Here's the thing peeps: I quite like Nigel Farage.
Deep down I don't think I'm alone - he's affable, gregarious and quite likes a pint and has managed to project an air of commonality with the common man that few politicians could match. He is (was) in an enviable position in terms of popularity (sorry but a few agitators reading socialist wanker at a Anti-Brexit rally don't count. For anything).
But here's the thing: we can be disarmed by likeability in a person, in a movement; Farage did more to move UKIP from being an intellectual exercise in liberal conservative thinking to a populist right movement based on superstition and myth surrounding how this country is run and how it is oppressed; he moved it's thinking to a place where it dips it's toe in far left scares about a bourgeois elite that overturns the demos at will and he has capitalised on that in this debate. Simultaneously he has made UKIP as a force in the EU parliament less a principled stance and as corrupt or worse than the rest there; serving little as an actual party as a symbol of rejection - fine if your about to leave, less so if you've been on the take for decades.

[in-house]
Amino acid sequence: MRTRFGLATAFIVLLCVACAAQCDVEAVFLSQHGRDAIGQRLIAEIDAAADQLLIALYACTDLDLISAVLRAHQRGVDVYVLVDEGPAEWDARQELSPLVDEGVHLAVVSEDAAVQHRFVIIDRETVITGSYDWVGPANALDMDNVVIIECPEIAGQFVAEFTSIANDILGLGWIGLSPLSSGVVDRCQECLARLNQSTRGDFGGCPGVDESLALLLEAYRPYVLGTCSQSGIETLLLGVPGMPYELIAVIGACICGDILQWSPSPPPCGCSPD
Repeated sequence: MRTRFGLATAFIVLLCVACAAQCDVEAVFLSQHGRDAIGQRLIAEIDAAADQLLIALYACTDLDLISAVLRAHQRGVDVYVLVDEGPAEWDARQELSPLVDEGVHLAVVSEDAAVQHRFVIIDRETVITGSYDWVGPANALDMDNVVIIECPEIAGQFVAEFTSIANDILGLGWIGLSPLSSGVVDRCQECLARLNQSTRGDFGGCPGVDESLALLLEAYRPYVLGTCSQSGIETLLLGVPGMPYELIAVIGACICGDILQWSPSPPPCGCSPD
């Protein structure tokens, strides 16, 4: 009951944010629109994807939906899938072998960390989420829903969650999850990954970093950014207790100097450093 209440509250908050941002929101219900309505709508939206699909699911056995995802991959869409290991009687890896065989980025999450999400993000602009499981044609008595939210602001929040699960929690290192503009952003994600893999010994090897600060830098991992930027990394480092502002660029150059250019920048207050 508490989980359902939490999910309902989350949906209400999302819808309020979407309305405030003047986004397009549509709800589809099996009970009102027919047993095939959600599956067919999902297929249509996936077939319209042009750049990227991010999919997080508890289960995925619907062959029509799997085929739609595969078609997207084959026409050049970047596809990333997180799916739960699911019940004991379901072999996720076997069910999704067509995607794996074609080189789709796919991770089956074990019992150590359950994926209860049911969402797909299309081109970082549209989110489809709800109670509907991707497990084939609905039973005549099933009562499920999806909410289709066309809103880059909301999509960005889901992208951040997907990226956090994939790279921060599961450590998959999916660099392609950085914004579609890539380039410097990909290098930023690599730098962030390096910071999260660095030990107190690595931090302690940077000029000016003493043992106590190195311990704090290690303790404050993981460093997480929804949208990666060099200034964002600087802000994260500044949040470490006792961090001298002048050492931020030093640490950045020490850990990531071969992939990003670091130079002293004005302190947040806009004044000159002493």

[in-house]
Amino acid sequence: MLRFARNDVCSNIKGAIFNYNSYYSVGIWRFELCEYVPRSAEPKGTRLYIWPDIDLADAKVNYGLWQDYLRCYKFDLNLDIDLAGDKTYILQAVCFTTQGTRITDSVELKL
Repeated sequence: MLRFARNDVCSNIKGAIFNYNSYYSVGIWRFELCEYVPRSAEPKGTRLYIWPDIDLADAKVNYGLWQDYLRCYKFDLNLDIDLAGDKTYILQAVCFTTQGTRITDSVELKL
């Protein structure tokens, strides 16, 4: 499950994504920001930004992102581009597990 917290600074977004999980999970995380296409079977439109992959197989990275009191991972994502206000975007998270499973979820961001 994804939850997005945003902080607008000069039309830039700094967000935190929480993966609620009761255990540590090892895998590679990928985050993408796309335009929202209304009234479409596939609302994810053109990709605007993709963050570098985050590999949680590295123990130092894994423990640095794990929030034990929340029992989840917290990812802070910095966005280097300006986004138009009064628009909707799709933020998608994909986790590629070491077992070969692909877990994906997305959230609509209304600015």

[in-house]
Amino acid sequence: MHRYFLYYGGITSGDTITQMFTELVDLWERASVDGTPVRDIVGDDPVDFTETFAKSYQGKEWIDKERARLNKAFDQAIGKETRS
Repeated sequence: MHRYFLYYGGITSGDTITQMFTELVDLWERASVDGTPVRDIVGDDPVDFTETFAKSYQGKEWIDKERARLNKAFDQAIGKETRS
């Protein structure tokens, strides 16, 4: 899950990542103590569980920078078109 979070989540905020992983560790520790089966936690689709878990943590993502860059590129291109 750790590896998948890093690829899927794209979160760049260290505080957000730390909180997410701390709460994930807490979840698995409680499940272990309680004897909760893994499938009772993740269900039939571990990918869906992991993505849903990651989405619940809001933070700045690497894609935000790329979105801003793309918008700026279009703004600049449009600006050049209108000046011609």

All that said Mr. Butler here has made a point not dissimilar to my own before and after the referendum; UKIP will rightly disappear now if we let it - we will still have a relationship with the EU and it's member states but one that isn't mutually abusive and one that is based on comparative advantage and less on mutual loathing. This is a good thing.
Unless we hand UKIP the victory by being proved right by an elites actions, no doubt dressed as the will of the people.
That never works out well, for us plebs and certainly not the elites who thought they knew better; just ask Germany, ask Russia, ask any number of countries that were oppressed along an ideological fault line.